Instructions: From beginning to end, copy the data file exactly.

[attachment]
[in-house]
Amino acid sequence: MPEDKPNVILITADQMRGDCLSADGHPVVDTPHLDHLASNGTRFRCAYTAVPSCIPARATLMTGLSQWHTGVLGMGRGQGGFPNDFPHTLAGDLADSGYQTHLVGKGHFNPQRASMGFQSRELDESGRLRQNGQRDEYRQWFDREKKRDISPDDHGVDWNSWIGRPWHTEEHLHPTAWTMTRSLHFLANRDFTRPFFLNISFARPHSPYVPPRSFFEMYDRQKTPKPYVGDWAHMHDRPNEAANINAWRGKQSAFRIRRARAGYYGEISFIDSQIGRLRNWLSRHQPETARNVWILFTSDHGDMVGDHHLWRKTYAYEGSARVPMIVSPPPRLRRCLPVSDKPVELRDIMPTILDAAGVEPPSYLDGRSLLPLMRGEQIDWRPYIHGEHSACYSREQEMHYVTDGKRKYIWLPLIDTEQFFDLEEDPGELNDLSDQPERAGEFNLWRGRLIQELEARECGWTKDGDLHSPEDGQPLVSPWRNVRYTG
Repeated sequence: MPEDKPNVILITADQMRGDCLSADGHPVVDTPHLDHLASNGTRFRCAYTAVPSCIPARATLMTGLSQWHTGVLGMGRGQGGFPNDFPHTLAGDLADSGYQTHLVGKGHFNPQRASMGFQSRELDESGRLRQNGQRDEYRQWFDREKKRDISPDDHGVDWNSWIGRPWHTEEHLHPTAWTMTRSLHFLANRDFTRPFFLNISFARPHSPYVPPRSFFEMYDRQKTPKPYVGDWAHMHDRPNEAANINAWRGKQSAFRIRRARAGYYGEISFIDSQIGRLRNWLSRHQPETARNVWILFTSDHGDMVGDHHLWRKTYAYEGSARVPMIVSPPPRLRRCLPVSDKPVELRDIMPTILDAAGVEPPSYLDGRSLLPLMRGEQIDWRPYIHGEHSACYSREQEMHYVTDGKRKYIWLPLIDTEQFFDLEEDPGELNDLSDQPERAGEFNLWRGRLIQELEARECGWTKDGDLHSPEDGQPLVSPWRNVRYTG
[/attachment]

[in-house]
Amino acid sequence: MPEDKPNVILITADQMRGDCLSADGHPVVDTPHLDHLASNGTRFRCAYTAVPSCIPARATLMTGLSQWHTGVLGMGRGQGGFPNDFPHTLAGDLADSGYQTHLVGKGHFNPQRASMGFQSRELDESGRLRQNGQRDEYRQWFDREKKRDISPDDHGVDWNSWIGRPWHTEEHLHPTAWTMTRSLHFLANRDFTRPFFLNISFARPHSPYVPPRSFFEMYDRQKTPKPYVGDWAHMHDRPNEAANINAWRGKQSAFRIRRARAGYYGEISFIDSQIGRLRNWLSRHQPETARNVWILFTSDHGDMVGDHHLWRKTYAYEGSARVPMIVSPPPRLRRCLPVSDKPVELRDIMPTILDAAGVEPPSYLDGRSLLPLMRGEQIDWRPYIHGEHSACYSREQEMHYVTDGKRKYIWLPLIDTEQFFDLEEDPGELNDLSDQPERAGEFNLWRGRLIQELEARECGWTKDGDLHSPEDGQPLVSPWRNVRYTG
Repeated sequence: MPEDKPNVILITADQMRGDCLSADGHPVVDTPHLDHLASNGTRFRCAYTAVPSCIPARATLMTGLSQWHTGVLGMGRGQGGFPNDFPHTLAGDLADSGYQTHLVGKGHFNPQRASMGFQSRELDESGRLRQNGQRDEYRQWFDREKKRDISPDDHGVDWNSWIGRPWHTEEHLHPTAWTMTRSLHFLANRDFTRPFFLNISFARPHSPYVPPRSFFEMYDRQKTPKPYVGDWAHMHDRPNEAANINAWRGKQSAFRIRRARAGYYGEISFIDSQIGRLRNWLSRHQPETARNVWILFTSDHGDMVGDHHLWRKTYAYEGSARVPMIVSPPPRLRRCLPVSDKPVELRDIMPTILDAAGVEPPSYLDGRSLLPLMRGEQIDWRPYIHGEHSACYSREQEMHYVTDGKRKYIWLPLIDTEQFFDLEEDPGELNDLSDQPERAGEFNLWRGRLIQELEARECGWTKDGDLHSPEDGQPLVSPWRNVRYTG